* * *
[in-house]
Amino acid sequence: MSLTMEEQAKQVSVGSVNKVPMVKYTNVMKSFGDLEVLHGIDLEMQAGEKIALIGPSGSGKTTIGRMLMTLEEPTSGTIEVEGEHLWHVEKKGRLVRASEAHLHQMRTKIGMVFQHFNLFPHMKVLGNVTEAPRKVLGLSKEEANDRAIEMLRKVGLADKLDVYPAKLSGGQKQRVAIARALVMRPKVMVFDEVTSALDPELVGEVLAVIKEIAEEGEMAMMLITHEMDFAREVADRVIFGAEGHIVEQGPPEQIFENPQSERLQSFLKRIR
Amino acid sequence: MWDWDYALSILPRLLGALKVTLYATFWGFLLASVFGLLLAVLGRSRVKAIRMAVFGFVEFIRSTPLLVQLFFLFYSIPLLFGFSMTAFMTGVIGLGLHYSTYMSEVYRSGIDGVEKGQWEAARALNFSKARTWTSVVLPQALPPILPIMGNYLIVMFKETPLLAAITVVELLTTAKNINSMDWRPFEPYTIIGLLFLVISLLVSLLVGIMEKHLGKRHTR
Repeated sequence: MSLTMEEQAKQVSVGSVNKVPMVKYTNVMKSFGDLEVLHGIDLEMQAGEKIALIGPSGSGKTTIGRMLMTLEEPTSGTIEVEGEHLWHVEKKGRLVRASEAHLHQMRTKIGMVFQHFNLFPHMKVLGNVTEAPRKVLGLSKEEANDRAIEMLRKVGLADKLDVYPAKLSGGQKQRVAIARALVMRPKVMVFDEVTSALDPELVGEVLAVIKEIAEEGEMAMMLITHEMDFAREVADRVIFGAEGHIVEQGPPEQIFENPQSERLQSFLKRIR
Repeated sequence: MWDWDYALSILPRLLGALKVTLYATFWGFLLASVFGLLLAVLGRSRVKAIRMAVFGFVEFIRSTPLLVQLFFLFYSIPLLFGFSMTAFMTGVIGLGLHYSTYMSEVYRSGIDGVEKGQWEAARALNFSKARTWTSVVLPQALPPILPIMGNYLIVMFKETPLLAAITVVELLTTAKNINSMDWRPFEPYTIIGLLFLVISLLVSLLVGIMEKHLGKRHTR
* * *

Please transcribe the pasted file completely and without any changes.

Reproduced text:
[in-house]
Amino acid sequence: MSLTMEEQAKQVSVGSVNKVPMVKYTNVMKSFGDLEVLHGIDLEMQAGEKIALIGPSGSGKTTIGRMLMTLEEPTSGTIEVEGEHLWHVEKKGRLVRASEAHLHQMRTKIGMVFQHFNLFPHMKVLGNVTEAPRKVLGLSKEEANDRAIEMLRKVGLADKLDVYPAKLSGGQKQRVAIARALVMRPKVMVFDEVTSALDPELVGEVLAVIKEIAEEGEMAMMLITHEMDFAREVADRVIFGAEGHIVEQGPPEQIFENPQSERLQSFLKRIR
Amino acid sequence: MWDWDYALSILPRLLGALKVTLYATFWGFLLASVFGLLLAVLGRSRVKAIRMAVFGFVEFIRSTPLLVQLFFLFYSIPLLFGFSMTAFMTGVIGLGLHYSTYMSEVYRSGIDGVEKGQWEAARALNFSKARTWTSVVLPQALPPILPIMGNYLIVMFKETPLLAAITVVELLTTAKNINSMDWRPFEPYTIIGLLFLVISLLVSLLVGIMEKHLGKRHTR
Repeated sequence: MSLTMEEQAKQVSVGSVNKVPMVKYTNVMKSFGDLEVLHGIDLEMQAGEKIALIGPSGSGKTTIGRMLMTLEEPTSGTIEVEGEHLWHVEKKGRLVRASEAHLHQMRTKIGMVFQHFNLFPHMKVLGNVTEAPRKVLGLSKEEANDRAIEMLRKVGLADKLDVYPAKLSGGQKQRVAIARALVMRPKVMVFDEVTSALDPELVGEVLAVIKEIAEEGEMAMMLITHEMDFAREVADRVIFGAEGHIVEQGPPEQIFENPQSERLQSFLKRIR
Repeated sequence: MWDWDYALSILPRLLGALKVTLYATFWGFLLASVFGLLLAVLGRSRVKAIRMAVFGFVEFIRSTPLLVQLFFLFYSIPLLFGFSMTAFMTGVIGLGLHYSTYMSEVYRSGIDGVEKGQWEAARALNFSKARTWTSVVLPQALPPILPIMGNYLIVMFKETPLLAAITVVELLTTAKNINSMDWRPFEPYTIIGLLFLVISLLVSLLVGIMEKHLGKRHTR